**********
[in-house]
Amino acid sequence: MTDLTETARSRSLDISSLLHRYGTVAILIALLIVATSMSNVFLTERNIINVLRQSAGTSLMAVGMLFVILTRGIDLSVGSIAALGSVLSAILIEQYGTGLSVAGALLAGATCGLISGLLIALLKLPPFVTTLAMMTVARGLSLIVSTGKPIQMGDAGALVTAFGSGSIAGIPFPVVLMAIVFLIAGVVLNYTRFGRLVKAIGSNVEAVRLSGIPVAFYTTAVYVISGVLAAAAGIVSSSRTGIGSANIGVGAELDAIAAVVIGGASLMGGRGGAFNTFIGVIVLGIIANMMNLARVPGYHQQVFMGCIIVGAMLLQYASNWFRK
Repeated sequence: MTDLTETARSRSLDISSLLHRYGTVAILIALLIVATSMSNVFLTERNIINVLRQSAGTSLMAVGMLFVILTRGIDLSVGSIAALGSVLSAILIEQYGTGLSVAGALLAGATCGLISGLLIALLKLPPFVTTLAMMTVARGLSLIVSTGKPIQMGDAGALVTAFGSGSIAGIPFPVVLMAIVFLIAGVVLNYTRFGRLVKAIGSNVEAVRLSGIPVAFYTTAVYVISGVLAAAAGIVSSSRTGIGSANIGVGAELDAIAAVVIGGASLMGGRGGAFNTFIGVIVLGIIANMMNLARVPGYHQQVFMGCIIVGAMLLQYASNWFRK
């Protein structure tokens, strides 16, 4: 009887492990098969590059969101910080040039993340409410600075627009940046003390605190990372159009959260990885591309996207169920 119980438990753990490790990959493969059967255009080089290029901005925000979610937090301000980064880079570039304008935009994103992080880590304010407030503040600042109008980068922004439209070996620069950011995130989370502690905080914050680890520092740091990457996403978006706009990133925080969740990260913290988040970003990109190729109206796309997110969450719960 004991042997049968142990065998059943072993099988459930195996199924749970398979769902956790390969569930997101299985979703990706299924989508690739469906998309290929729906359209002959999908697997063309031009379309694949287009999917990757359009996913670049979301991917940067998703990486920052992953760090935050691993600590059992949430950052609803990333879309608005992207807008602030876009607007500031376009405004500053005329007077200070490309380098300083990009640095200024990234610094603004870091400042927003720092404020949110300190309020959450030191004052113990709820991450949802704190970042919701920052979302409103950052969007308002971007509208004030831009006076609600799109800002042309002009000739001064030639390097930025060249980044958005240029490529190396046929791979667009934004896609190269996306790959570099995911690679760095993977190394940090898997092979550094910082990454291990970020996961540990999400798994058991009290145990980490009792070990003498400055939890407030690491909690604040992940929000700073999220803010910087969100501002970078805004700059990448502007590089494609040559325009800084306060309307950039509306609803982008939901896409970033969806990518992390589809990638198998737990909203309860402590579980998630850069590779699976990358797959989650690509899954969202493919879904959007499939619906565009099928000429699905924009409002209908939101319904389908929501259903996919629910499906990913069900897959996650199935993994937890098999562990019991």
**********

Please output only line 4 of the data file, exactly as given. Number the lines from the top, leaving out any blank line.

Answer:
């Protein structure tokens, strides 16, 4: 009887492990098969590059969101910080040039993340409410600075627009940046003390605190990372159009959260990885591309996207169920 119980438990753990490790990959493969059967255009080089290029901005925000979610937090301000980064880079570039304008935009994103992080880590304010407030503040600042109008980068922004439209070996620069950011995130989370502690905080914050680890520092740091990457996403978006706009990133925080969740990260913290988040970003990109190729109206796309997110969450719960 004991042997049968142990065998059943072993099988459930195996199924749970398979769902956790390969569930997101299985979703990706299924989508690739469906998309290929729906359209002959999908697997063309031009379309694949287009999917990757359009996913670049979301991917940067998703990486920052992953760090935050691993600590059992949430950052609803990333879309608005992207807008602030876009607007500031376009405004500053005329007077200070490309380098300083990009640095200024990234610094603004870091400042927003720092404020949110300190309020959450030191004052113990709820991450949802704190970042919701920052979302409103950052969007308002971007509208004030831009006076609600799109800002042309002009000739001064030639390097930025060249980044958005240029490529190396046929791979667009934004896609190269996306790959570099995911690679760095993977190394940090898997092979550094910082990454291990970020996961540990999400798994058991009290145990980490009792070990003498400055939890407030690491909690604040992940929000700073999220803010910087969100501002970078805004700059990448502007590089494609040559325009800084306060309307950039509306609803982008939901896409970033969806990518992390589809990638198998737990909203309860402590579980998630850069590779699976990358797959989650690509899954969202493919879904959007499939619906565009099928000429699905924009409002209908939101319904389908929501259903996919629910499906990913069900897959996650199935993994937890098999562990019991």